May Day, Workers’ Day, and Labor Day

Ehrhart, S. D. , Approximately , Artist. In the merry month of May / Ehrhart. , 1905. N.Y.: J. Ottmann Lith. Co., Puck Bldg. Photograph.

May Day (May 1st) has a fascinating history as a public holiday around the world. Today, it is observed in many European cultures and celebrates the return of spring. Its origins stretch back into antiquity and through the medieval period, including festivals marking the change in season. Added over time was a maypole, that is a decorated pole people would dance around. The rituals were also performed in hope of a good season for crops and livestock. Over time the significance of the holiday was gradually lost. The Puritans that came to the New World viewed this practice to be pagan and forbid it. This is perhaps why the holiday never caught on widely in the United States (May Day, 2020).

Today, May Day is also known as Workers’ Day or International Workers’ Day and celebrates workers in the labor force. In Chicago on May 3, 1886 a strike at the McCormick Harvesting Machine Company, part on a national effort for an 8 hour workday, turned violent. There was a gathering the next day at the Haymarket Square, which turned even more violent when a bomb from an unknown assailant exploded. This incident became known as Haymarket Riot or Haymarket Massacre. (Haymarket Affair, 2020).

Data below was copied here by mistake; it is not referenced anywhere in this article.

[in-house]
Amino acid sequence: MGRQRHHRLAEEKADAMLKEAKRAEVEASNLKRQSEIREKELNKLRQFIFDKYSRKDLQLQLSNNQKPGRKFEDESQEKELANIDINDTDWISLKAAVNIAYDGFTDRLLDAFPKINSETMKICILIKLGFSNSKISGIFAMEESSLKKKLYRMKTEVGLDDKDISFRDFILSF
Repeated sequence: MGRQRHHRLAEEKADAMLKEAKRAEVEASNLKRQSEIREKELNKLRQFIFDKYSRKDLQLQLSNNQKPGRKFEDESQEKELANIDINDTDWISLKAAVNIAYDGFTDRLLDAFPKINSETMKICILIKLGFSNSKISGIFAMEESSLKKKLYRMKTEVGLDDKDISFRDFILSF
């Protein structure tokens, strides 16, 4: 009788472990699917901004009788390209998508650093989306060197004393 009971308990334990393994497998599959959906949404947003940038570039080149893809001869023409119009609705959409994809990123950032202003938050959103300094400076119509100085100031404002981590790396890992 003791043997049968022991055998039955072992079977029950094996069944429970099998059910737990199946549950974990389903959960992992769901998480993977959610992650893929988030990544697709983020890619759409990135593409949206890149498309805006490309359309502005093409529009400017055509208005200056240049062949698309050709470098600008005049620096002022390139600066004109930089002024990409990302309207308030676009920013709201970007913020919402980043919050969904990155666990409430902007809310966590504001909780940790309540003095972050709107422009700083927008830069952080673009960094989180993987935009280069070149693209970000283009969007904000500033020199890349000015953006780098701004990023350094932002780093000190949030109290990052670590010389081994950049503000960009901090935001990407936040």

In 1889, a international federation of socialist groups and trade unions declared May 1st to honor labor in commemoration of the Haymarket Affair in United States, Canada and across Europe. Five years later U.S. Pres. Grover Cleveland, uneasy with the socialist and anarchist origins of Workers’ Day, signed a law making the first Monday in September a national holiday, Labor Day. Shortly there after Canada followed. (May Day, 2020).

May Day march in New York City, May 1, 1909. Library of Congress, Washington, D.C.

This post was contributed by Joan Wagner, Chief Librarian at the School of Health Sciences


Haymarket Affair. (2020). In Encyclopædia Britannica. Retrieved from

May Day. (2020). In Encyclopædia Britannica. Retrieved from

May Day. (2020). In Encyclopædia Britannica. Retrieved from

Further Reading

Foner, Philip Sheldon. May Day : a short history of the international workers’ holiday, 1886-1986. International Publishers, 1986. Possibly available here:

Haverty-Stacke, Donna T. Americas Forgotten Holiday: May Day and Nationalism, 1867-1960. New York University Press, 2009.

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